Satellite tournaments are smaller buy-in tournaments where you compete to win a seat in a large poker even for a much smaller cost than you would pay to buy directly into the big event. The amount of seats the satellite tournament awards is determined by the amount of players in the satellite and the difference in buy-in between the satellite tournament and the big event. The ratio difference between the buy-in of the big event and the buy-in of the satellite will be the same ratio between the amount of players who bought into the satellite tournament and the amount of seats that are awarded. For example if you are playing in a $10 satellite to a $500 event, 1 out of every 50 players wins a seat. Satellites are great opportunities for players to try to take a shot at some big games that fall without their bankroll management range.
The huge difference between satellite tournaments and regular tournaments is that there is no difference in prize between every player who cashes. All the winning players receive the same thing, that being a seat or a token to a larger tournament. This difference can change your strategy in a few ways that we have outlined below.
See a lot of flops early on
As a rule of thumb, satellite tournaments have more fish than regular tournaments. A lot of winning players don’t see satellites as a good use of their time, because you don’t actually win any money. The fact there are a lot of fish means you should see a lot of flops early on and try to make a big hand to double up with. That being said you should still only be making good calls from good positions and not wasting your chips. Success in a satellite tournament is made a lot easier if you have chips early on.
Avoid coin flip situations early
You don’t want to risk your tournament on a coin flip early on. IN most satellite tournaments your starting stack is of a greater value than half of a doubled up stack. This is because the entire goal of a satellite tournament is survival. Of course the degree of this changes depending on what percentage of the players in the tournament win a seat.
Late satellite tournament big stack play
If you were able to accumulate a large stack through the early and middle stages of the tournament you should now be playing tight and holding onto the chips that you have. Avoid confrontation with other tall stacks that can do harm to you. If you have enough chips to wait out the tournament, then do so. An example would be if you are in 5th out of 22 players in a satellite tournament that awards 18 seats and you are dealt QQ. The chip leader raised the pot from early position. This is a time when you should probably fold this hand and just try to wait out 4 more busts. Since the relative value of the extra chips you would earn by winning this hand is basically 0, there is no reason whatsoever for you to risk busting out of the tournament when you have enough chips to survive.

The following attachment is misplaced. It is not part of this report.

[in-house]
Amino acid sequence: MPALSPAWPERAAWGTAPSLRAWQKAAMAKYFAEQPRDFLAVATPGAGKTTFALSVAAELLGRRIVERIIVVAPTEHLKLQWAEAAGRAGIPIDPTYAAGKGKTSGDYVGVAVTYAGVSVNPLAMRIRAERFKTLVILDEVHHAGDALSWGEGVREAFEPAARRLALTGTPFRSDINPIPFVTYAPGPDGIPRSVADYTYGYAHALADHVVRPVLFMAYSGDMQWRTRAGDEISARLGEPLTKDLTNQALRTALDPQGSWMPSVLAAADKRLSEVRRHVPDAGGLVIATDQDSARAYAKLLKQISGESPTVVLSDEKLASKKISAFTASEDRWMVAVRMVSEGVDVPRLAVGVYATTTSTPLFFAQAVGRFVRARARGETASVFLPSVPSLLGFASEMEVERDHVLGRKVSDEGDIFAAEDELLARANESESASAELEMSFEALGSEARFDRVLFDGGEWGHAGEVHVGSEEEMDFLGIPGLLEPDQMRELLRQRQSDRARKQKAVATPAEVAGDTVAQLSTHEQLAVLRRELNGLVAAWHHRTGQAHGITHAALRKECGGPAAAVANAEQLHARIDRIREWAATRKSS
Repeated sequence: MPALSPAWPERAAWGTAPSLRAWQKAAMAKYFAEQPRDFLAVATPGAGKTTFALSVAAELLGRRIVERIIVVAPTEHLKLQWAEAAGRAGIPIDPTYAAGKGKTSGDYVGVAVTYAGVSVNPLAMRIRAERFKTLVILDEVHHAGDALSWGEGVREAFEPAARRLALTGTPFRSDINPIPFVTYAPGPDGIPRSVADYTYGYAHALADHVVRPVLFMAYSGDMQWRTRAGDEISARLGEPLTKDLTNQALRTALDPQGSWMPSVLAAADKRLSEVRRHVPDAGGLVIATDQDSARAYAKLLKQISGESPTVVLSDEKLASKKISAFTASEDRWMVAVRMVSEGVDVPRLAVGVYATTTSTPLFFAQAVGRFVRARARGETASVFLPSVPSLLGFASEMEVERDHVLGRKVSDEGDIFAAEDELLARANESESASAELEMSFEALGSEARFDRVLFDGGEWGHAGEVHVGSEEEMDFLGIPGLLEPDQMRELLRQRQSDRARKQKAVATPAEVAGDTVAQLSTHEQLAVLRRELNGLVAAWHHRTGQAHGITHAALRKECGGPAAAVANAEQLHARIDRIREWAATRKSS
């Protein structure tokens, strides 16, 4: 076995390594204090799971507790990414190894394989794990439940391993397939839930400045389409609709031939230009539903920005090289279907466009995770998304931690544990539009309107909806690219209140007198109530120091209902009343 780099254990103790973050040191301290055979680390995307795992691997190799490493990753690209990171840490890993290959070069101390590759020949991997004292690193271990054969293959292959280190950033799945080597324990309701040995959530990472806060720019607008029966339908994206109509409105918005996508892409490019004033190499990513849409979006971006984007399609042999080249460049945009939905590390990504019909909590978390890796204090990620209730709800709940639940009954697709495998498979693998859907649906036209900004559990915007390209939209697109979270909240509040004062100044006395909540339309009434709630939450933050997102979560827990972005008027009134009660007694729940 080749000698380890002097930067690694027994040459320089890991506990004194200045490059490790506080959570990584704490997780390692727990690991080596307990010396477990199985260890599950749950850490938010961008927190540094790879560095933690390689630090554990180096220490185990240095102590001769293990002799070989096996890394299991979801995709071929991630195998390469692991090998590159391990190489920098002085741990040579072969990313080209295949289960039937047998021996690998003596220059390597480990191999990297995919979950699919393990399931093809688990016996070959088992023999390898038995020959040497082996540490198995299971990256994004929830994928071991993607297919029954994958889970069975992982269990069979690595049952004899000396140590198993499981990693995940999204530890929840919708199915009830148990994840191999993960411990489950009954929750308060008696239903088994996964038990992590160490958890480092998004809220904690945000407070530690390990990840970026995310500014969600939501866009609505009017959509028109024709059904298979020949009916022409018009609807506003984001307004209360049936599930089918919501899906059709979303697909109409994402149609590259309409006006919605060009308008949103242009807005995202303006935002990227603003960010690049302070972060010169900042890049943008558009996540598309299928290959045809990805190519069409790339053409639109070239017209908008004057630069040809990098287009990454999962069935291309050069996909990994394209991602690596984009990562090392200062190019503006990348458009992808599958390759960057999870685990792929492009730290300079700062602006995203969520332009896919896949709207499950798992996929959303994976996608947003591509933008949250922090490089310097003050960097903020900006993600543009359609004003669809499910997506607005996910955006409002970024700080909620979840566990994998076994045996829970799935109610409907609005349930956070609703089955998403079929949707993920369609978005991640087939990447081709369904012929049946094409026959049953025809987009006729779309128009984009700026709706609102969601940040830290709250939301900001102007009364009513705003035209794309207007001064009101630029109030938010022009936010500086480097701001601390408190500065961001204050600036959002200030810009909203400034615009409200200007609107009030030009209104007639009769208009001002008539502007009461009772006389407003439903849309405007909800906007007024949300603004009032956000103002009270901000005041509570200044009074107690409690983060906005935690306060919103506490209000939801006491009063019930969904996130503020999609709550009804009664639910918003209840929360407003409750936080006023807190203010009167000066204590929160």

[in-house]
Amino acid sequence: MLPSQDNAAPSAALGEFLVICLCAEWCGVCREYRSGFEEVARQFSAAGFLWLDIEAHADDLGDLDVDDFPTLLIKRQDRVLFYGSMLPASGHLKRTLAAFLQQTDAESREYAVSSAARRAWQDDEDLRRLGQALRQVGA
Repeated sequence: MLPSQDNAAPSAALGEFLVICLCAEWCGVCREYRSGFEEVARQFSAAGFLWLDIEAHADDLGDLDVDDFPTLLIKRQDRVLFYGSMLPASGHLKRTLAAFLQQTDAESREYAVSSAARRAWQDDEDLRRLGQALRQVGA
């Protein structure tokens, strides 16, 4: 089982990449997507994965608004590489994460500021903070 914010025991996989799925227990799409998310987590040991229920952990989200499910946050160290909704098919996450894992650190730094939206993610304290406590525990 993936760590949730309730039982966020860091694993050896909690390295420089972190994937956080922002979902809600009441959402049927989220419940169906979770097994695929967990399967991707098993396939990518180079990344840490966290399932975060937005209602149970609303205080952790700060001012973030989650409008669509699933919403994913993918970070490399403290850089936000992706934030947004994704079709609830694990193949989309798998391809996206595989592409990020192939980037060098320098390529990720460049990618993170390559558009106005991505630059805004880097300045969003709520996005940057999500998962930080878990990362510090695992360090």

Late satellite tournament short stack play
If you weren’t able to accumulate many chips through the early stages and are now one of the short stacks you need to try to win chips and avoid bubbling. In satellite tournaments the best players to raise are the medium stack players who you can still do damage to and who are trying to wait out the last few busts. You should be coming over top of their blinds from late position when you get the chance. You should only go after the monster stacks and short stacks with quality hands. The huge stacks aren’t really worried about winning a seat and will likely call just to try to finish the tournament faster. Short stacks are in the same position as you and would be looking to double up with any good hand as well.
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Carbon Poker sit and go tournaments can be very good value for the players who are able to use the tournament structure to their advantage. The fact that 1 out of every 3 players get paid is different than most 18 player tournaments in which only 4 players cash. The extra two players cashing, along with 1st through 5th being the same prize allows you to play a much tighter game in order to hold on for a cash. Another reason the tournaments can be good value is because the first half of the tournament is played at two tables. If your table doesn’t play as many hands as the other this means that there is a greater chance of players from the other table busting before players from yours. A lot of players will just be scheduled tournament players who are used to very large fields and are just looking for tokens to some bigger buy-in MTT’s. You can take advantage of these players by using the tournaments structure to your advantage. Here’s how:
Play tight and aggressive early on
Your objective early in the tournament is to stay close to your starting chip count and not play many hands. If you do get a big hand early of course you should play it and try to gain some chips or double up. Play big hands aggressively at this stage though. You do not want to let people catch hands against you and bust you from the tournament at this stage. Remember to stay tight. It’s actually possible to cash in these tournaments without every playing a hand. Extremely rare, but possible.
Slow down your table
You can slow down your table by taking the maximum amount of time allowed for you to make every decision. The logic behind this is that if your table plays fewer hands than the second table, the second table players will have more hands to possibly bust on, as well as have more blinds being put into the middle. Obviously once you reach the final table this is no longer beneficial.
All in or fold with 10 times the big blind or less
Once the blinds have increased to a point where you have 10 times the big blind or less you have to start either pushing or folding. You can no longer afford to call or raise because you don’t have enough chips to make moves after the flop. At this point the only call you should possibly be making is from the small blind, with no other callers in front of you.
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Watch the blind increases
Once it gets down near the bubble the blinds will be very large. At this point it would be smart to start managing the blinds are trying to be in the button seat when the big blinds increase. The 200 chip difference between levels could be the little difference between bubbling and cashing.
Do not be the bubble boy